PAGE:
Aug. 04, 2017
Prius concept car (1995)
Prius concept car (1995)
It was in 1993, when in-house discussions over a "vehicle for the 21st century" intensified, that the development that led to the Prius got under way. In that year, the G21 Project was launched as a means to promote technological development, and, with Project General Manager Takeshi Uchiyamada at the center, efforts began toward finding ways to achieve a groundbreaking improvement in fuel efficiency that would light the way in the 21st century.
With the improvement of engine efficiency its primary objective, the G21 Project at first set a target of raising fuel efficiency performance to 1.5 times the level of that of conventional engines. However, in a top-down move, Akihiro Wada, the executive vice president for research and development, ordered the high target of a two-fold improvement. In the summer of 1994, the basic G21 concept was approved, but it was not until it was decided later that a concept vehicle would be shown at the Tokyo Motor Show in the autumn of 1995 that the hybrid approach entered the picture. A decision was made to give the concept vehicle a hybrid format because a hybrid offered the prospect of doubling fuel efficiency.
But from the autumn of 1994, when development of the motor show concept vehicle was started, and into the winter, a major change occurred in the corporate atmosphere within TMC. As a result, it was decided to go for a hybrid format for the production version as well. Thus, rather than centering on engine improvement, the project had shifted focus to the adoption of a hybrid system. The upshot was the completion in the autumn of 1995 of a prototype model that was exhibited at the Tokyo Motor Show and which used a capacitor as the electricity storage device.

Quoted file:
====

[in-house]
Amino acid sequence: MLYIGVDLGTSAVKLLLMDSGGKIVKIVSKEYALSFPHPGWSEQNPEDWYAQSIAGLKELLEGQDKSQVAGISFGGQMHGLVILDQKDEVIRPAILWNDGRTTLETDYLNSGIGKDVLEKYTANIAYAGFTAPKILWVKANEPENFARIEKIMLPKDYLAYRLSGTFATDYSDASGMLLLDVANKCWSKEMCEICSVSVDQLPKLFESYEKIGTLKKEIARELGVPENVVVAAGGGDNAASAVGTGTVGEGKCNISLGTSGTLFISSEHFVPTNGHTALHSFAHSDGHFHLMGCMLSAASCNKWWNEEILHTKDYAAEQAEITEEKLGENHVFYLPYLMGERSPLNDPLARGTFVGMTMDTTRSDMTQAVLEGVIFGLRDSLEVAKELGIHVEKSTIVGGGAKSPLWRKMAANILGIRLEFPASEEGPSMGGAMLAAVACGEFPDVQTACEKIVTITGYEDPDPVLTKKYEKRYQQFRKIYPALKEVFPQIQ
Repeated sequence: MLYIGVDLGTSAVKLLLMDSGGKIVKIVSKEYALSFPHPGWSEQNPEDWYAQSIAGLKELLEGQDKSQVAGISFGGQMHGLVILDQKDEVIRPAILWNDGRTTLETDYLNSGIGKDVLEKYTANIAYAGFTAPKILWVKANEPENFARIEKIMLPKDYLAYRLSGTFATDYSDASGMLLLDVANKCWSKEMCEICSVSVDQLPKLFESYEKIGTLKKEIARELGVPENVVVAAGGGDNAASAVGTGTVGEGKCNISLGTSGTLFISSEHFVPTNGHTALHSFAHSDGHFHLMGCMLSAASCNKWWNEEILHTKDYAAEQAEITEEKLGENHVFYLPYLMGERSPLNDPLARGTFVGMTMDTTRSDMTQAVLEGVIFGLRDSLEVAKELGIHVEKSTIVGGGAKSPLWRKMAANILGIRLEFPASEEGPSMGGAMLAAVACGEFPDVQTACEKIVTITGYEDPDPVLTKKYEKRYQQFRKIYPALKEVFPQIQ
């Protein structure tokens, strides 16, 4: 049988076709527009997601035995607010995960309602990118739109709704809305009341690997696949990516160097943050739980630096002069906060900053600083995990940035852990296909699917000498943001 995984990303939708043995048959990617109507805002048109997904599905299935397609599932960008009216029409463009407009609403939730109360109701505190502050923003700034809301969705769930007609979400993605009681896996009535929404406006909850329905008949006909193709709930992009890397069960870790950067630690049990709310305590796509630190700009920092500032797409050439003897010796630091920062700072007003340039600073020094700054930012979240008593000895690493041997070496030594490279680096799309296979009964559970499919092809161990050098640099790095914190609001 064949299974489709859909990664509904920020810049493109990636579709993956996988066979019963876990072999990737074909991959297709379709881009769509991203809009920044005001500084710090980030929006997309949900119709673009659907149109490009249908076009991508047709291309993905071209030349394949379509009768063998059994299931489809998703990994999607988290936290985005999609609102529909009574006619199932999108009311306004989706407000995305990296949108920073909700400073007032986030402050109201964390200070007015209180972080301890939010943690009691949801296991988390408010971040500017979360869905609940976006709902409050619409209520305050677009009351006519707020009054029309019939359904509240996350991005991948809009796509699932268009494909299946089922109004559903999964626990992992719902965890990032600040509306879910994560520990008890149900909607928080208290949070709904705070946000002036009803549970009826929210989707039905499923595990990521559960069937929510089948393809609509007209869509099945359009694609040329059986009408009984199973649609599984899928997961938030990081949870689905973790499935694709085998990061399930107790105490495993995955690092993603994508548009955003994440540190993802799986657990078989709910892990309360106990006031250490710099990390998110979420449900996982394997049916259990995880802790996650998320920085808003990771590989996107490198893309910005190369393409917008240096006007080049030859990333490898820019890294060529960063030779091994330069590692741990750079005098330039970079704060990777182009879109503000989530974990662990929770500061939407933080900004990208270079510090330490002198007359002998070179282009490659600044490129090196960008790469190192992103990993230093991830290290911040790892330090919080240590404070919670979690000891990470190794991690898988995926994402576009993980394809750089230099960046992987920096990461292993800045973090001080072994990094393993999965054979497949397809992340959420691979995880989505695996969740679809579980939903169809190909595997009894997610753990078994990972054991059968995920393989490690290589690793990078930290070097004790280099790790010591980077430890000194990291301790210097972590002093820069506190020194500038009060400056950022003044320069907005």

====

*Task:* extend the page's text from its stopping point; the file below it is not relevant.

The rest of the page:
TOYOTA EMS (Energy Management System)
In addition to radically improving the efficiency of the engine and driving system, epoch making functions such as energy regeneration and stopping the engine while the vehicle is stationary were also employed in order to realize a high fuel efficiency of 30km/L (10-15 Japanese test cycle), approximately double that of other vehicles in the same class (at the time 1995).
1.5L TOYOTA D-4 Engine & CVT (belt-type continuously variable transmission)
In addition to further improving the new generation direct injection gasoline engine TOYOTA D-4 that was announced in 1993, a new design that optimizes the emissions volume was employed for the Prius. For the transmission, a high efficiency CVT was employed.